Ecologist and bio-diversity expert Madhav Gadgil has flayed the single-minded approach of looking at development in mere terms of eight per cent or nine per cent GDP growth, while remaining unmindful of capital losses suffered in terms of social, human and ecological capital.
A former professor of Indian Institute of Sciences – Bangalore, he headed the Western Ghats Ecology Expert Panel (WGEEP) and his report drew opposition from various quarters as it called for tier classification of almost the entire Western Ghats under the ecologically sensitive area. This led to government appointing a 10-member High-Level Working Group (HLWG) led by K. Kasturirangan, who was formerly with Indian Space Research Organisation and it submitted the report on Wednesday.
Not going into the details of the contents of the HLWG report and how it differed with the WGEEP recommendations, Mr.Gadgil said, “the country has enough laws to protect ecology and environment and it is unfortunate that ecological governance had been poor.” Development had to be harmonious and environmentally sustainable. Explaining further, he pointed out that man-made production could not be the only indicator of development. But, for achieving this GDP, there should not be depletion of natural capital (water, land, agricultural production and soil fertility), human capital (health, knowledge and conventional knowledge) and social capital. On HLWG bringing down the area of restrictions in the Western Ghats, Mr. Gadgil said if the restrictions to development had to be confined or limited to reserve forests, national parks, sanctuaries and wildlife reserves, then the existing Forest Protection Act and Wildlife Protection Act, were sufficient enough.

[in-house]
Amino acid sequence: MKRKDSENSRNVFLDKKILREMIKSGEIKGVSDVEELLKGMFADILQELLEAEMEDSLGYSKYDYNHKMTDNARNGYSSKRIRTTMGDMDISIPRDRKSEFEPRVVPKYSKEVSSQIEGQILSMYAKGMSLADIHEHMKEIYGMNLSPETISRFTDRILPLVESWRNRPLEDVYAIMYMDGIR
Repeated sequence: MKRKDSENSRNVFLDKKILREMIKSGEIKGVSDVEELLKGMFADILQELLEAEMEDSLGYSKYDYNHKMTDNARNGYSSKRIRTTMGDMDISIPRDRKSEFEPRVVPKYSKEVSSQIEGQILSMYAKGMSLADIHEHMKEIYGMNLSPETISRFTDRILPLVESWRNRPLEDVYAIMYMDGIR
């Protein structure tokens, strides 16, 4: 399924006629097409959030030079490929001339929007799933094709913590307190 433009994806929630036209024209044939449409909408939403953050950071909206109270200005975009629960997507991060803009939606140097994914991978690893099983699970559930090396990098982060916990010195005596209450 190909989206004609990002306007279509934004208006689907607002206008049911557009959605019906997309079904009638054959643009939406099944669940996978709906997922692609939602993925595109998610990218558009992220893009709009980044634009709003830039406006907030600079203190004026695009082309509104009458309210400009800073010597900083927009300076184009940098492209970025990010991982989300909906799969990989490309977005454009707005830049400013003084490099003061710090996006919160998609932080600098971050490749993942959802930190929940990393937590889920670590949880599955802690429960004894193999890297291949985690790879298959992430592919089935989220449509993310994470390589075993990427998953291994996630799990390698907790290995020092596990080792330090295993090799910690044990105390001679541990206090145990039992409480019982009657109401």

On Tamil Nadu opposing his recommendation for a Western Ghats Ecology Authority (WGEA), Mr. Gadgil said that the WGEEP went by the mandate given to it. “It was not that WGEEP mooted such an authority out of its own accord and it was asked to moot the same besides defining its powers and roles”. On the theory that WGEA would give room for the Centre to arrogate itself with the powers of the State, Mr. Gadgil pointed out that the Authority mooted had room for adequate representation for Central and State governments, and even the local self governments and was well within the federal spirit of the Constitution, he added.
On Athirapally power project in Kerala, Mr. Gadgil said the project proposal was filled with rampant economic, engineering and ecological violations. Kerala engineers were unable to respond to the queries of the WGEEP during a meeting and any justification offered by them was just “anti-science, anti-law and anti-democracy”, he said. On what needed to be done immediately for saving the Western Ghats, Mr. Gadgil believed that the Western Ghats that happened in the water tower of Peninsular India, required careful management of resources and eco-systems.